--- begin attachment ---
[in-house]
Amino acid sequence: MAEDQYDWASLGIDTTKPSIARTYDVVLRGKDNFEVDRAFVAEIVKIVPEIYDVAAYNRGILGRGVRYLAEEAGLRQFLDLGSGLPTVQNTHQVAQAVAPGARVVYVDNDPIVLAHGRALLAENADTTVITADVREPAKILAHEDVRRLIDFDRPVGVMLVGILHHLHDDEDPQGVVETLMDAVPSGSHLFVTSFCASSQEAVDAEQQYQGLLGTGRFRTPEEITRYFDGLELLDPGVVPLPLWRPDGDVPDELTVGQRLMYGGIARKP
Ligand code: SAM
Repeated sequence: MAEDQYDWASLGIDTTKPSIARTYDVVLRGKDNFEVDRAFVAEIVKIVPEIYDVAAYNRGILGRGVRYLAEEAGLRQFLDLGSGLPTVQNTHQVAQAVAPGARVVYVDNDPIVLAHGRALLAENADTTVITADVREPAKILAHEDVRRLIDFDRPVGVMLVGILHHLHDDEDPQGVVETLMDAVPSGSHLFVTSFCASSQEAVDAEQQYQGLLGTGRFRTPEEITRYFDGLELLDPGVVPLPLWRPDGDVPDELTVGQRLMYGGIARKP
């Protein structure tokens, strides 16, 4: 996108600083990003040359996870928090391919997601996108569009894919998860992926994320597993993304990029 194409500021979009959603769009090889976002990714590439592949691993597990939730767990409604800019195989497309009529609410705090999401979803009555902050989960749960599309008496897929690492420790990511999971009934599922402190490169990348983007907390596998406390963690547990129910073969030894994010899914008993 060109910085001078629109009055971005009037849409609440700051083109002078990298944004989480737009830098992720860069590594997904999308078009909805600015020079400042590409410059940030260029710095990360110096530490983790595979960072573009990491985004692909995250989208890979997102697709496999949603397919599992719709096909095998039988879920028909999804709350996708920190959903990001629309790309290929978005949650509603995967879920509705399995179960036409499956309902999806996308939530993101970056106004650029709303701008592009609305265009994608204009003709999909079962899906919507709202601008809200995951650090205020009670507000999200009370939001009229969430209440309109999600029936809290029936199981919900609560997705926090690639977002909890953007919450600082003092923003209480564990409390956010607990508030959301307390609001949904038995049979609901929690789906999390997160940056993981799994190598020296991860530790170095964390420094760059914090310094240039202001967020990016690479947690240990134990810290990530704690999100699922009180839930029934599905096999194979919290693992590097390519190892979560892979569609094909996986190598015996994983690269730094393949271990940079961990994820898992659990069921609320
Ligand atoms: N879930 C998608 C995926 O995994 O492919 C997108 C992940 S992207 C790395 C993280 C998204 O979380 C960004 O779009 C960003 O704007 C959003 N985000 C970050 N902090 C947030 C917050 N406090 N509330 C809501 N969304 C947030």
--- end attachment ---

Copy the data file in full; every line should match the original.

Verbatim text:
[in-house]
Amino acid sequence: MAEDQYDWASLGIDTTKPSIARTYDVVLRGKDNFEVDRAFVAEIVKIVPEIYDVAAYNRGILGRGVRYLAEEAGLRQFLDLGSGLPTVQNTHQVAQAVAPGARVVYVDNDPIVLAHGRALLAENADTTVITADVREPAKILAHEDVRRLIDFDRPVGVMLVGILHHLHDDEDPQGVVETLMDAVPSGSHLFVTSFCASSQEAVDAEQQYQGLLGTGRFRTPEEITRYFDGLELLDPGVVPLPLWRPDGDVPDELTVGQRLMYGGIARKP
Ligand code: SAM
Repeated sequence: MAEDQYDWASLGIDTTKPSIARTYDVVLRGKDNFEVDRAFVAEIVKIVPEIYDVAAYNRGILGRGVRYLAEEAGLRQFLDLGSGLPTVQNTHQVAQAVAPGARVVYVDNDPIVLAHGRALLAENADTTVITADVREPAKILAHEDVRRLIDFDRPVGVMLVGILHHLHDDEDPQGVVETLMDAVPSGSHLFVTSFCASSQEAVDAEQQYQGLLGTGRFRTPEEITRYFDGLELLDPGVVPLPLWRPDGDVPDELTVGQRLMYGGIARKP
């Protein structure tokens, strides 16, 4: 996108600083990003040359996870928090391919997601996108569009894919998860992926994320597993993304990029 194409500021979009959603769009090889976002990714590439592949691993597990939730767990409604800019195989497309009529609410705090999401979803009555902050989960749960599309008496897929690492420790990511999971009934599922402190490169990348983007907390596998406390963690547990129910073969030894994010899914008993 060109910085001078629109009055971005009037849409609440700051083109002078990298944004989480737009830098992720860069590594997904999308078009909805600015020079400042590409410059940030260029710095990360110096530490983790595979960072573009990491985004692909995250989208890979997102697709496999949603397919599992719709096909095998039988879920028909999804709350996708920190959903990001629309790309290929978005949650509603995967879920509705399995179960036409499956309902999806996308939530993101970056106004650029709303701008592009609305265009994608204009003709999909079962899906919507709202601008809200995951650090205020009670507000999200009370939001009229969430209440309109999600029936809290029936199981919900609560997705926090690639977002909890953007919450600082003092923003209480564990409390956010607990508030959301307390609001949904038995049979609901929690789906999390997160940056993981799994190598020296991860530790170095964390420094760059914090310094240039202001967020990016690479947690240990134990810290990530704690999100699922009180839930029934599905096999194979919290693992590097390519190892979560892979569609094909996986190598015996994983690269730094393949271990940079961990994820898992659990069921609320
Ligand atoms: N879930 C998608 C995926 O995994 O492919 C997108 C992940 S992207 C790395 C993280 C998204 O979380 C960004 O779009 C960003 O704007 C959003 N985000 C970050 N902090 C947030 C917050 N406090 N509330 C809501 N969304 C947030």